In other words, Society 5.0 is an essential plan for Japan which is facing the issues of decreasing birthrate and aging population, depopulation, decreasing labor force population and other social problems caused by such phenomena.
Prime Minister Abe stressed the connection between Society 5.0 and the sustainable development goals in his keynote speech.
“In Society 5.0, it is no longer capital but data that connects and drives everything, helping to fill the gap between the rich and the less privileged. Services of medicine and education, from elementary to tertiary, will reach small villages in the Sub Saharan region. Girls who have given up going to school will see, beyond their own village, a wider horizon where the sky is the limit.”
As Abe said in his speech, the Japanese government and private sector have been taking steps to contribute to the SDGs through the promotion of Society 5.0.
The concept of Society 5.0 was first introduced by Keidanren (Japan Business Federation) in 2016. The two main pillars of the strategy are (1) automation, that is, the realization of the next-generation mobility system, including autonomous driving and the smartization of the entire public transit system; and (2) construction of the next-generation healthcare system which aims to extend healthy life expectancy by having medical organizations and nursing care service providers offer services that are optimized for individuals and by promoting prevention and health promotion by insurers and individuals.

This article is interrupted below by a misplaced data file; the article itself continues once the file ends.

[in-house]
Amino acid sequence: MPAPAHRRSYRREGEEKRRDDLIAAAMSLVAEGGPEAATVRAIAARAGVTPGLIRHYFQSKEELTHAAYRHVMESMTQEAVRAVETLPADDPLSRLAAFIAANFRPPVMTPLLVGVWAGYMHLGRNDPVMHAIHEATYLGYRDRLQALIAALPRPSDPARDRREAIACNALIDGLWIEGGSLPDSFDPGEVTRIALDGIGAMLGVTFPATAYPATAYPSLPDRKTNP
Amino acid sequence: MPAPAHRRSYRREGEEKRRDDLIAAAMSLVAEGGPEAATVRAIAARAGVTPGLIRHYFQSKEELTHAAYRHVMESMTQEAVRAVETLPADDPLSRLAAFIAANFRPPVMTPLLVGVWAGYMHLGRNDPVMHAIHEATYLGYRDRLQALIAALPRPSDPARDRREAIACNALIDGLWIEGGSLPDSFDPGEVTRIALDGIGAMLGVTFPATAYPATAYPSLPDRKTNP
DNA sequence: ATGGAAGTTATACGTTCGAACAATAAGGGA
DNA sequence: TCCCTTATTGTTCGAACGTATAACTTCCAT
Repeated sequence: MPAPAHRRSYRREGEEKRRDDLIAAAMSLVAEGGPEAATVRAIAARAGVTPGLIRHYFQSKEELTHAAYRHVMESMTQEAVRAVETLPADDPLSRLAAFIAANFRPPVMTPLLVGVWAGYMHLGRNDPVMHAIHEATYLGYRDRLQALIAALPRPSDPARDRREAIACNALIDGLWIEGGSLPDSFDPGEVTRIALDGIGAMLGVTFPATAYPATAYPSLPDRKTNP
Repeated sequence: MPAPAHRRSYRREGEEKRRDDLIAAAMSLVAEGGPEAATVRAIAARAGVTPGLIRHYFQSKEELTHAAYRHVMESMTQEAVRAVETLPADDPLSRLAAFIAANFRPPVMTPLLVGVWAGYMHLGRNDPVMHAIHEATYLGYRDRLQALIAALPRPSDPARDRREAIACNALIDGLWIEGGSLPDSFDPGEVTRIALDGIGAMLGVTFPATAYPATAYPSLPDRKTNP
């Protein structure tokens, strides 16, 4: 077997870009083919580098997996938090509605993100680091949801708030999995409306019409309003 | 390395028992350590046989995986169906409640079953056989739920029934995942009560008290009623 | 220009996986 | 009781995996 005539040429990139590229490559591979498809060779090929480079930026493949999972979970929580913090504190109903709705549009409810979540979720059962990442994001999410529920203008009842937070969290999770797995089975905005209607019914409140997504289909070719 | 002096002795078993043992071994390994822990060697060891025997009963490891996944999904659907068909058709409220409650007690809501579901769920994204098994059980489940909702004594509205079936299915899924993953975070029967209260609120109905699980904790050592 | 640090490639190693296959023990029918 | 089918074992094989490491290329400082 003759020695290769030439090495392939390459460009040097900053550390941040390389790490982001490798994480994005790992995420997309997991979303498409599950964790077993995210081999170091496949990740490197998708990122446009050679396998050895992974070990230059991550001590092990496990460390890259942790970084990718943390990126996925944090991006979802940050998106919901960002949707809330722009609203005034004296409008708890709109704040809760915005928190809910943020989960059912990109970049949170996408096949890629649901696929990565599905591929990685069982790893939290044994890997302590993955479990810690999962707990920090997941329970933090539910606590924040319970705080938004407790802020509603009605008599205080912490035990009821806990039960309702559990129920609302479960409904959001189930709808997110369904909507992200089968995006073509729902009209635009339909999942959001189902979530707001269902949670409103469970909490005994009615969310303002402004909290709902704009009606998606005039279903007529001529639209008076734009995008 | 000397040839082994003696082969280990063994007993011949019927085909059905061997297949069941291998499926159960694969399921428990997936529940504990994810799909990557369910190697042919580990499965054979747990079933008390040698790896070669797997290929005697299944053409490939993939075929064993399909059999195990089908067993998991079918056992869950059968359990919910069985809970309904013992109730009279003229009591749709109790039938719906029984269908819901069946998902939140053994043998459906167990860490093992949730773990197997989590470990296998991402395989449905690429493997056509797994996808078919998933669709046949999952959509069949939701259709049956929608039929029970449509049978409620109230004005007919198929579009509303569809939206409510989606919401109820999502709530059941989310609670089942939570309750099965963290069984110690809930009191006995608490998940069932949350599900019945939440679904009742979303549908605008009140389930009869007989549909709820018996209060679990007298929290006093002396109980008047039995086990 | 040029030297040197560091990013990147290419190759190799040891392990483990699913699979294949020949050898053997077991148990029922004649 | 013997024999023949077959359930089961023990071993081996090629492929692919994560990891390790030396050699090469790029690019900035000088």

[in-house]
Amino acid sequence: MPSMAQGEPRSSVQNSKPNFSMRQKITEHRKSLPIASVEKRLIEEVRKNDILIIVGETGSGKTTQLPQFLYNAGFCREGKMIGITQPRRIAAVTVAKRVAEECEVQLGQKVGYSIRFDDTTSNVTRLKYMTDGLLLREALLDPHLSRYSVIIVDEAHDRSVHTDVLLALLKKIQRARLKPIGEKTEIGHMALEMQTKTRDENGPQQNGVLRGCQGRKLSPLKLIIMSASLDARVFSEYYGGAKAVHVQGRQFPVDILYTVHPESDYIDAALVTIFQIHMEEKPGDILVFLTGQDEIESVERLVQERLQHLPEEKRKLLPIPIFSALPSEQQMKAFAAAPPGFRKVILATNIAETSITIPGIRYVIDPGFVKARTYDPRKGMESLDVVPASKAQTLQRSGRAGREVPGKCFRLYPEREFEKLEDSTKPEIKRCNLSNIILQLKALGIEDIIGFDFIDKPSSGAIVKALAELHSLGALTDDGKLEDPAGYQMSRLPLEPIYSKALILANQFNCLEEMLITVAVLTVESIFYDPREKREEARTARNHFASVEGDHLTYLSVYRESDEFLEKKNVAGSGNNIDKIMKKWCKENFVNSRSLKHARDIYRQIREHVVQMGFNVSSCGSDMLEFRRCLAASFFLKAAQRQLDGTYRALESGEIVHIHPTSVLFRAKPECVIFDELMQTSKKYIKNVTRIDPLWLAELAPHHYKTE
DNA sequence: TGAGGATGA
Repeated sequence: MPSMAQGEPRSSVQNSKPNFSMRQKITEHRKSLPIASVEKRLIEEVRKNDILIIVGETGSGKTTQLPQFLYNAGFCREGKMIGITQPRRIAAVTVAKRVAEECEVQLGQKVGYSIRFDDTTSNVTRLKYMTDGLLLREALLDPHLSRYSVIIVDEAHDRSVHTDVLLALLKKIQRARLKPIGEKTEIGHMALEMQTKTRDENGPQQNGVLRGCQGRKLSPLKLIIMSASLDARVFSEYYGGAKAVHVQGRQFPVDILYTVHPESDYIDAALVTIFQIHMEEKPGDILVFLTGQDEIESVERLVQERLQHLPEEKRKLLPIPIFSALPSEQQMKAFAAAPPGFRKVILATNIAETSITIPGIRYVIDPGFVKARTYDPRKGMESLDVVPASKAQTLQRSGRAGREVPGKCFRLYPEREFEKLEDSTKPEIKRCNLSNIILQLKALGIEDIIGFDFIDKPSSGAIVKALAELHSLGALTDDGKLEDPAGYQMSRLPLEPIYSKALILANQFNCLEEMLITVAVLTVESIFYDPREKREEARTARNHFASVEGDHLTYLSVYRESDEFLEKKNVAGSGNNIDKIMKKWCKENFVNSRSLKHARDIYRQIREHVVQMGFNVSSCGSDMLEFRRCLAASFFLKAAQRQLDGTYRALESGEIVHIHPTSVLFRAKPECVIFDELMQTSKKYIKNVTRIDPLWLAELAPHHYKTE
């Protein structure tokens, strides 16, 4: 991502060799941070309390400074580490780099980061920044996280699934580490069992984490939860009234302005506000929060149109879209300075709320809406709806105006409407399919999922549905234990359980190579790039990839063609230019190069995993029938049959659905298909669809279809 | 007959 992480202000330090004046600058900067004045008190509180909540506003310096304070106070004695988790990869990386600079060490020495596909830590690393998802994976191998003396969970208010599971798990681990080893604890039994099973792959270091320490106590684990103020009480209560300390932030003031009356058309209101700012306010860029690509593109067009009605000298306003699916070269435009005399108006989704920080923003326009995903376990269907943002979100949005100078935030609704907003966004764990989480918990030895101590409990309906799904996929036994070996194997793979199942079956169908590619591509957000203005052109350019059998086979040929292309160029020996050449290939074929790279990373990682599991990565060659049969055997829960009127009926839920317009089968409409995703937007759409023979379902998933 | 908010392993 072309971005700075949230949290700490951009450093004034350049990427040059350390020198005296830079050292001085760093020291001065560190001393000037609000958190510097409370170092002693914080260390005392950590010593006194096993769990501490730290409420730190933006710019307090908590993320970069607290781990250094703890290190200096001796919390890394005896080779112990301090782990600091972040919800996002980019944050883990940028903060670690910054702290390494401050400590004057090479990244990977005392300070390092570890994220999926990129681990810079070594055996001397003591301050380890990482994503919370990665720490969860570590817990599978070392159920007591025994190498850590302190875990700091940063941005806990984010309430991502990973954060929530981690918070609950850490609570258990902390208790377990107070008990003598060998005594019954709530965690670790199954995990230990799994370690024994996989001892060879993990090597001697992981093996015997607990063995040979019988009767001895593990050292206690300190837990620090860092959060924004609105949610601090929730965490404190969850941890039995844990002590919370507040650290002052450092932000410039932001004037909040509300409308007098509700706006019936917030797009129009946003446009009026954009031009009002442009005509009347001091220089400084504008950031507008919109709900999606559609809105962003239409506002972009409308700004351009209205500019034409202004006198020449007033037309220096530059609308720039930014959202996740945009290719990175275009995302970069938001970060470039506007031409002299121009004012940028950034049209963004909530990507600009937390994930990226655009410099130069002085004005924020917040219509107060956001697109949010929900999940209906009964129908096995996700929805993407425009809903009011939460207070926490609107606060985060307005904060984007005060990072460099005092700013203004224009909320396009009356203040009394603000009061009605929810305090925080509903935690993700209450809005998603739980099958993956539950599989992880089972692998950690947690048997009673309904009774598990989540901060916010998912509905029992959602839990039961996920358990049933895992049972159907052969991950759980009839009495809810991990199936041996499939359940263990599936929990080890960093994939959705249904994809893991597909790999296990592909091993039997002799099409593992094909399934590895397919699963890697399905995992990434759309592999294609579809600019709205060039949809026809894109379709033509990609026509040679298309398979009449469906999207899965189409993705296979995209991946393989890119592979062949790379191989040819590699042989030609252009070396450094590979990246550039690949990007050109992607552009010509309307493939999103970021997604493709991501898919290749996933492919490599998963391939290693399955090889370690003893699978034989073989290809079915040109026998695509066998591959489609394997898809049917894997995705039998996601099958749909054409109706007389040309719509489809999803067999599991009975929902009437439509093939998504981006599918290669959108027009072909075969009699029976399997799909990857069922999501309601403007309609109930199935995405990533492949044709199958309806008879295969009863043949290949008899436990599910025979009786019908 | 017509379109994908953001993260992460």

Sakakibara Sadayuki, the honorary chair of Keidanren who led this concept at Keidanren, explains:
“Society 5.0 is designed to realize a future where people’s lives and society are optimized by making full use of innovative technologies such as IoT, AI, robots, and Big Data. The future society we aim to realize is a society in which global problems, such as problems including medical and healthcare, food and agriculture, the environment and climate change, energy and resources, safety and disaster prevention, and human and gender equality, are solved.”
As the outcome of the discussion on Digital Economy, the “Osaka Track” was launched and included in the Osaka Declaration on Digital Economy (see box).
“We will speedily promote international efforts for rule-making on data flow and electronic commerce,” said Prime Minister Abe.
Society 5.0 was also incorporated in the G20 Osaka Leaders’ Declaration (“Innovation: Digitalization, Data Free Flow with Trust”) under point 10: